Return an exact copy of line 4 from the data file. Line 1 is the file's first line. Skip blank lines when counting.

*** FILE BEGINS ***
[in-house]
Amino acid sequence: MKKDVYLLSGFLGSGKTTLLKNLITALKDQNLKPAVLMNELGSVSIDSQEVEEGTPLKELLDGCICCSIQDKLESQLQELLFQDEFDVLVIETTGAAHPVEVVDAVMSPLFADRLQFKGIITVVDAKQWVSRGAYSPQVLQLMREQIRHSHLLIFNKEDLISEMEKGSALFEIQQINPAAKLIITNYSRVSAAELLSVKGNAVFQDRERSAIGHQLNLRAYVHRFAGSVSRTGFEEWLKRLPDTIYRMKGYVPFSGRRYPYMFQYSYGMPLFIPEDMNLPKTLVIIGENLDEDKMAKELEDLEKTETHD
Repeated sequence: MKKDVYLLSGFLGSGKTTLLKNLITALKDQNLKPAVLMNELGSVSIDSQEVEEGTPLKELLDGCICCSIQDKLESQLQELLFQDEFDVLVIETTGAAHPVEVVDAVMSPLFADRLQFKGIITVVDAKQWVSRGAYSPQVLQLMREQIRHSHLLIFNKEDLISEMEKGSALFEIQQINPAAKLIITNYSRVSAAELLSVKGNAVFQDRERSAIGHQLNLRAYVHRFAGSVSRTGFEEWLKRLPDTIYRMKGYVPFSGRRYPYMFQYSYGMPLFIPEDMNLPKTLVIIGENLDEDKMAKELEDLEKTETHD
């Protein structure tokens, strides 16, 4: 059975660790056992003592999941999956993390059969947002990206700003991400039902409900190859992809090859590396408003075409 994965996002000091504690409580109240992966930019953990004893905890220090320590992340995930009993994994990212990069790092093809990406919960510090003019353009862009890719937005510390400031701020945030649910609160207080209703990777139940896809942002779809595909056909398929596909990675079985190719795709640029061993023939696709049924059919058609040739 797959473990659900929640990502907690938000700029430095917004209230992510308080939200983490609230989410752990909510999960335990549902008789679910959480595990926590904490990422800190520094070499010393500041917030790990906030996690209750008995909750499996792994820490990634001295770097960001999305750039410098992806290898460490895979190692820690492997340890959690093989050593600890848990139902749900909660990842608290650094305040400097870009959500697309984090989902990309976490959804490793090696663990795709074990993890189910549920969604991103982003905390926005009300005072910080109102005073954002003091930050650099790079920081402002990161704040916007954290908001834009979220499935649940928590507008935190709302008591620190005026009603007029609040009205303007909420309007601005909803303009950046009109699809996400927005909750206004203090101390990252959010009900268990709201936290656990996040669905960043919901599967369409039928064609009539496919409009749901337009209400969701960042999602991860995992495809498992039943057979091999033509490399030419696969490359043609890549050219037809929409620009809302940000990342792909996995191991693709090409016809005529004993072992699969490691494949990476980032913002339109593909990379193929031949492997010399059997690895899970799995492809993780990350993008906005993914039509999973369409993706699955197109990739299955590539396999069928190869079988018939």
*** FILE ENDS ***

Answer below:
């Protein structure tokens, strides 16, 4: 059975660790056992003592999941999956993390059969947002990206700003991400039902409900190859992809090859590396408003075409 994965996002000091504690409580109240992966930019953990004893905890220090320590992340995930009993994994990212990069790092093809990406919960510090003019353009862009890719937005510390400031701020945030649910609160207080209703990777139940896809942002779809595909056909398929596909990675079985190719795709640029061993023939696709049924059919058609040739 797959473990659900929640990502907690938000700029430095917004209230992510308080939200983490609230989410752990909510999960335990549902008789679910959480595990926590904490990422800190520094070499010393500041917030790990906030996690209750008995909750499996792994820490990634001295770097960001999305750039410098992806290898460490895979190692820690492997340890959690093989050593600890848990139902749900909660990842608290650094305040400097870009959500697309984090989902990309976490959804490793090696663990795709074990993890189910549920969604991103982003905390926005009300005072910080109102005073954002003091930050650099790079920081402002990161704040916007954290908001834009979220499935649940928590507008935190709302008591620190005026009603007029609040009205303007909420309007601005909803303009950046009109699809996400927005909750206004203090101390990252959010009900268990709201936290656990996040669905960043919901599967369409039928064609009539496919409009749901337009209400969701960042999602991860995992495809498992039943057979091999033509490399030419696969490359043609890549050219037809929409620009809302940000990342792909996995191991693709090409016809005529004993072992699969490691494949990476980032913002339109593909990379193929031949492997010399059997690895899970799995492809993780990350993008906005993914039509999973369409993706699955197109990739299955590539396999069928190869079988018939």